However, not every policy applied to Gozo either, he said, referring to a recent application for additional floors at a Rabat hotel, which he refused because the Citadel lies behind it. “My eyes are not closed to these issues,” Saliba insisted.
Nevertheless, although the islands may be losing their character, the PA chief refused to adopt a “sentimental” standpoint.
“The country is moving into a more modern era, good or bad, and we have to accept it,” he insisted.
Comparing it to Mediterranean “cities of the wealthy”, with luxurious hotels and apartments, he said they rose from a demand for this type of development, which then has to be “balanced with the economic strength created”.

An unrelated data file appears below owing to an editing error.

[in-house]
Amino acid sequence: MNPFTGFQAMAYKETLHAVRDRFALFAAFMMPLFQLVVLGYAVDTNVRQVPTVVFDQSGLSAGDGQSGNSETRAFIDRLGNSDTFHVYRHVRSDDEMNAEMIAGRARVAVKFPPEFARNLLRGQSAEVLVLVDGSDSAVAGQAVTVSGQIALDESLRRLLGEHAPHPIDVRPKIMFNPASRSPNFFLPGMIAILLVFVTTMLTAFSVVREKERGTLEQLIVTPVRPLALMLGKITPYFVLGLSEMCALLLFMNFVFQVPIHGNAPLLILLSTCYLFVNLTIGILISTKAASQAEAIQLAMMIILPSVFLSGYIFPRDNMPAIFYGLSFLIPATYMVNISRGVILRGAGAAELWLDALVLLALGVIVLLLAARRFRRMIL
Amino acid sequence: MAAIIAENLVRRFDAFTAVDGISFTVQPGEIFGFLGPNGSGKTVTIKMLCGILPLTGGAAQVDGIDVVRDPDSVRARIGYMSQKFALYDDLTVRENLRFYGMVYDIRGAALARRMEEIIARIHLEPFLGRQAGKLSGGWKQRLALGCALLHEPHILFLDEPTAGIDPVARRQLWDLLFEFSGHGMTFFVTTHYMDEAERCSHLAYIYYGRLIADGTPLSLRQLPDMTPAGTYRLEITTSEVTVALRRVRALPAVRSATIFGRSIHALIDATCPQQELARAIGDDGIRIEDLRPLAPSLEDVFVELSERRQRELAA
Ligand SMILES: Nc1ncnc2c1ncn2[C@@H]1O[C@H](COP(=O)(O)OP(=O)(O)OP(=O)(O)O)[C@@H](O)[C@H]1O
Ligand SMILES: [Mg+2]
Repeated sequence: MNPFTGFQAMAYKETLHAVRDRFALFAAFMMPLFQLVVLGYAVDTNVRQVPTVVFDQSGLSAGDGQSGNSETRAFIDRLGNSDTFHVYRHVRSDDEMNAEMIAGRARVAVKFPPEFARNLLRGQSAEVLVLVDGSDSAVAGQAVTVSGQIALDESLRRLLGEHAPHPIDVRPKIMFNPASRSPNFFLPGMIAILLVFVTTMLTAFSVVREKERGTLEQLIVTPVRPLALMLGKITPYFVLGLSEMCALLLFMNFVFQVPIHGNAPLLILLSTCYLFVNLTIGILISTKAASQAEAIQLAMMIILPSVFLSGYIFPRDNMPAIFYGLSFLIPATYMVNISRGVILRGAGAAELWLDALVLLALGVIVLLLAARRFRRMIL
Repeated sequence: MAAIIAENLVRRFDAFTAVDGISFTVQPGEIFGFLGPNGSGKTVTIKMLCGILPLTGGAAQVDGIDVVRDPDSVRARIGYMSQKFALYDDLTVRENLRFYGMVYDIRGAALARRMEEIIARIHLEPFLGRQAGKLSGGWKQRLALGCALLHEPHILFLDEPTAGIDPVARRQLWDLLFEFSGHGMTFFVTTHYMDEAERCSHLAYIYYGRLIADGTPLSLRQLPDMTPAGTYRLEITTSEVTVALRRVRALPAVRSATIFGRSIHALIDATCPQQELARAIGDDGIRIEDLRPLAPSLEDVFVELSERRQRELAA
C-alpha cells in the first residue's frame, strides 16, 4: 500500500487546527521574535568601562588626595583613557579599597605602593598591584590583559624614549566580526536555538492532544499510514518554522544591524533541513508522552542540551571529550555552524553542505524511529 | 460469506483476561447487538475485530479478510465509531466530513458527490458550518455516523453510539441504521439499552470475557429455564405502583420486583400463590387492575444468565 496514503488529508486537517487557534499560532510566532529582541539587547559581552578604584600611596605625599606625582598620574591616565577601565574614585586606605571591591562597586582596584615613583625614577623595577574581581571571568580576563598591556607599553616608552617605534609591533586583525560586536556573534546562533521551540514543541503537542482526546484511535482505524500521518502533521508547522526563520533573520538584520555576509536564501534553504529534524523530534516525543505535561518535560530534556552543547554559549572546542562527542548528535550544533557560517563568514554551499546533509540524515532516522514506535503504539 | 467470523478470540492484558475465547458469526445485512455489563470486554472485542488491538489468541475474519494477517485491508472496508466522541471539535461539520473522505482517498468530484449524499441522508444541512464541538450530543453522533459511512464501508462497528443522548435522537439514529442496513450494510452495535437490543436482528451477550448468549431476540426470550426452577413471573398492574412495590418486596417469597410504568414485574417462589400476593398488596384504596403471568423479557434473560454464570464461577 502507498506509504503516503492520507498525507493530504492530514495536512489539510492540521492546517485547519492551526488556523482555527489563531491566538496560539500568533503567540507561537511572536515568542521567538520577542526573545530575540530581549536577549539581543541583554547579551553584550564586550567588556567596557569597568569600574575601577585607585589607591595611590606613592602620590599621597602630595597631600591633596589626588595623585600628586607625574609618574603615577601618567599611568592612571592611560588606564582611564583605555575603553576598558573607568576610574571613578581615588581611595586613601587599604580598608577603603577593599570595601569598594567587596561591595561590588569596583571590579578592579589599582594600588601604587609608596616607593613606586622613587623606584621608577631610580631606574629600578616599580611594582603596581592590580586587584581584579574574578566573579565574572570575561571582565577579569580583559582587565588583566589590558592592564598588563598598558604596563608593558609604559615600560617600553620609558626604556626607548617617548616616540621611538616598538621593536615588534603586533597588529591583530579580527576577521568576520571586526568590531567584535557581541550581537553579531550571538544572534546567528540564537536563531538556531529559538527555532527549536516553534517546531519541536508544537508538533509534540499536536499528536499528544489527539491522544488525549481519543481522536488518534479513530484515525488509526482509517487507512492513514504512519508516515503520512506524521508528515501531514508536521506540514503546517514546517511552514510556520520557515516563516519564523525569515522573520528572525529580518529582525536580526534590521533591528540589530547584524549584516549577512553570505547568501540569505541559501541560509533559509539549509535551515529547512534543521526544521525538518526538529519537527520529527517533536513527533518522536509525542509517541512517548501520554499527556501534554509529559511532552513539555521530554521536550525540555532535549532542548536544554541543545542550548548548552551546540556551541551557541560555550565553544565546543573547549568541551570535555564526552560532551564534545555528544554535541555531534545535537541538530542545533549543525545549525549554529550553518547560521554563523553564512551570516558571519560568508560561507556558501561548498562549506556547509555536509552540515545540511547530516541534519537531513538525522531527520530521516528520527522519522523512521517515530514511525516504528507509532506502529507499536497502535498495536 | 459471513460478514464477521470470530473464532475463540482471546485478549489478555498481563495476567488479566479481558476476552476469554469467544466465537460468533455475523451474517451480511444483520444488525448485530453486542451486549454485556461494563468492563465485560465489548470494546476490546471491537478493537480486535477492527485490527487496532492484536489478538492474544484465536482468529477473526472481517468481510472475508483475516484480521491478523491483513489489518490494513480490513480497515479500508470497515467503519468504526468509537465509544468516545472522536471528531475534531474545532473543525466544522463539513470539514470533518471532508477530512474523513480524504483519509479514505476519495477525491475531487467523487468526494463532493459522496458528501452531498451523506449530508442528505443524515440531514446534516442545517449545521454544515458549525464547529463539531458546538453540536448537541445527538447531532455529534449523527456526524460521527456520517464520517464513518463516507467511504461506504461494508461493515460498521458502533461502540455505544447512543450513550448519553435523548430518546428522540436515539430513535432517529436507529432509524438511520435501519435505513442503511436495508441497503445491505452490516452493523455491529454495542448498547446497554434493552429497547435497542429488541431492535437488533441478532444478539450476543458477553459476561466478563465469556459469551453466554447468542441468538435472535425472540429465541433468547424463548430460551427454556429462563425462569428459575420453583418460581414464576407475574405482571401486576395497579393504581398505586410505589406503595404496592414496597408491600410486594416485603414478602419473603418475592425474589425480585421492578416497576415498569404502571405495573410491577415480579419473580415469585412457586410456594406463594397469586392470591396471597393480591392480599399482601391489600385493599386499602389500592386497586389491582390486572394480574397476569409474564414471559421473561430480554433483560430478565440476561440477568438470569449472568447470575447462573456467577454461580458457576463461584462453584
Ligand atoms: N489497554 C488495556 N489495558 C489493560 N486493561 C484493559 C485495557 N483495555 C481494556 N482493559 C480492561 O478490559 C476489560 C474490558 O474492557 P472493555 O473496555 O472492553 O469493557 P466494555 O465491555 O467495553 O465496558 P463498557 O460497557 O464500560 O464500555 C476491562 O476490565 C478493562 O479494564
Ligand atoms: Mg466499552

Turning the clock back again to the Sliema seafront 30 years ago, he would have preferred to see more quality buildings being built, but recognised the economic strength in the locality and nationally that resulted from those who invested in apartments instead.
“Some beautiful houses were sacrificed along the way. But are we going to keep on looking back with nostalgia?”
Many owners feared scheduling their property would downgrade its value, he highlighted, saying he admired those who actually gave heritage more weight.
Asked about the PA’s recently contested approval to demolish a modernist house in Balzan, Saliba questioned the alternatives, since the property was already sandwiched between two blocks.
“It is useless saying it is a pity if the road has been developed in a piecemeal way. You complain about this and then grumble about comprehensive development.
“I do not have an answer to whether it was wrong to ruin the context of the house in the first place because I cannot ignore today’s reality.
“I cannot look back but need to continue on what we have.”